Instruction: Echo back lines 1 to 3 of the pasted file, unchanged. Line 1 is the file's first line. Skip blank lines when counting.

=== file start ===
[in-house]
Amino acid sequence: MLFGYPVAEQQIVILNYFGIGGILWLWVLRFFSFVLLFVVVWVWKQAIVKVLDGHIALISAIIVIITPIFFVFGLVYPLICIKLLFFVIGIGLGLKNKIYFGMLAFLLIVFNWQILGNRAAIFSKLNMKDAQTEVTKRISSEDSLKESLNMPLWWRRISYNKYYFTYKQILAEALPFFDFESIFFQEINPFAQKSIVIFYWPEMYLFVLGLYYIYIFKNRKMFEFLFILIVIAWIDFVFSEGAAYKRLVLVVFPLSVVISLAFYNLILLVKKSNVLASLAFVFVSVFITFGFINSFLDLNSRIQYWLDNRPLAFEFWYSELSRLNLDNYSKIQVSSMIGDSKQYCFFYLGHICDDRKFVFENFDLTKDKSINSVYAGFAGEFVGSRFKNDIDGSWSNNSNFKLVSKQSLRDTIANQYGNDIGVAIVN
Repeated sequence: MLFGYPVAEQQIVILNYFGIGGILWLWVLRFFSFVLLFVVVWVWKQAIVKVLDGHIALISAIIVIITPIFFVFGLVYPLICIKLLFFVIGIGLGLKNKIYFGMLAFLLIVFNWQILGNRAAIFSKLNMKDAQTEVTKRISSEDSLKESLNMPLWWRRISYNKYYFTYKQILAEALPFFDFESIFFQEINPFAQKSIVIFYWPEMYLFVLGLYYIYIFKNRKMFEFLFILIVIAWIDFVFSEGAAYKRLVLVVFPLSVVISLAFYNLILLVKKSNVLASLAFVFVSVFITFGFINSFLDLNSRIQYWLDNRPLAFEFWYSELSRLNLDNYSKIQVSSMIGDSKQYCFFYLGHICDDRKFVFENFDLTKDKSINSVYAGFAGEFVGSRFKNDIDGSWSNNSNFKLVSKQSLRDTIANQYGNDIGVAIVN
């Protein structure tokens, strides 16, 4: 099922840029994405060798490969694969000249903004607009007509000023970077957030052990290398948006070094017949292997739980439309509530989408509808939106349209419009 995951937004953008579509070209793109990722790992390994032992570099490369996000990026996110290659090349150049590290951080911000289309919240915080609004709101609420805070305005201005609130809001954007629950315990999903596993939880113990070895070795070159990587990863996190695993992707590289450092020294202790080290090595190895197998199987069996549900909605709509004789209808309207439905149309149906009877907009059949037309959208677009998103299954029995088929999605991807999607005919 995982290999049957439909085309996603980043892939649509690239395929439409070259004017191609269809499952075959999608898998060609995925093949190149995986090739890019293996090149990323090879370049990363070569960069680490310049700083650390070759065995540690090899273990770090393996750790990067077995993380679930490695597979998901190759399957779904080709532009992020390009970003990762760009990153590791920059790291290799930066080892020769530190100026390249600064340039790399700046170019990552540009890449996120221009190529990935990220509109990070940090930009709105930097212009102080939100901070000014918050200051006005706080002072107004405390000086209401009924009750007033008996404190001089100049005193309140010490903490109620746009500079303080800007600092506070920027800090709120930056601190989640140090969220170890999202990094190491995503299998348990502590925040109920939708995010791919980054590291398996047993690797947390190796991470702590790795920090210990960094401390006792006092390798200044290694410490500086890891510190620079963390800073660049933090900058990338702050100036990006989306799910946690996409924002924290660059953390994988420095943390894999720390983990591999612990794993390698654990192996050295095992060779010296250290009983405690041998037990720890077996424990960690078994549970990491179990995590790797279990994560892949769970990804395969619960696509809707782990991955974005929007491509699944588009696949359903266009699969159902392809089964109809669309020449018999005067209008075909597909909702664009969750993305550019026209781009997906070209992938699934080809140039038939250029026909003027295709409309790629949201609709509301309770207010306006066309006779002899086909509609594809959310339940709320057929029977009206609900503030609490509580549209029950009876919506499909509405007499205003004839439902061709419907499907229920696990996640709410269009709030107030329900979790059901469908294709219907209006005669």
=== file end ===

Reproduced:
[in-house]
Amino acid sequence: MLFGYPVAEQQIVILNYFGIGGILWLWVLRFFSFVLLFVVVWVWKQAIVKVLDGHIALISAIIVIITPIFFVFGLVYPLICIKLLFFVIGIGLGLKNKIYFGMLAFLLIVFNWQILGNRAAIFSKLNMKDAQTEVTKRISSEDSLKESLNMPLWWRRISYNKYYFTYKQILAEALPFFDFESIFFQEINPFAQKSIVIFYWPEMYLFVLGLYYIYIFKNRKMFEFLFILIVIAWIDFVFSEGAAYKRLVLVVFPLSVVISLAFYNLILLVKKSNVLASLAFVFVSVFITFGFINSFLDLNSRIQYWLDNRPLAFEFWYSELSRLNLDNYSKIQVSSMIGDSKQYCFFYLGHICDDRKFVFENFDLTKDKSINSVYAGFAGEFVGSRFKNDIDGSWSNNSNFKLVSKQSLRDTIANQYGNDIGVAIVN
Repeated sequence: MLFGYPVAEQQIVILNYFGIGGILWLWVLRFFSFVLLFVVVWVWKQAIVKVLDGHIALISAIIVIITPIFFVFGLVYPLICIKLLFFVIGIGLGLKNKIYFGMLAFLLIVFNWQILGNRAAIFSKLNMKDAQTEVTKRISSEDSLKESLNMPLWWRRISYNKYYFTYKQILAEALPFFDFESIFFQEINPFAQKSIVIFYWPEMYLFVLGLYYIYIFKNRKMFEFLFILIVIAWIDFVFSEGAAYKRLVLVVFPLSVVISLAFYNLILLVKKSNVLASLAFVFVSVFITFGFINSFLDLNSRIQYWLDNRPLAFEFWYSELSRLNLDNYSKIQVSSMIGDSKQYCFFYLGHICDDRKFVFENFDLTKDKSINSVYAGFAGEFVGSRFKNDIDGSWSNNSNFKLVSKQSLRDTIANQYGNDIGVAIVN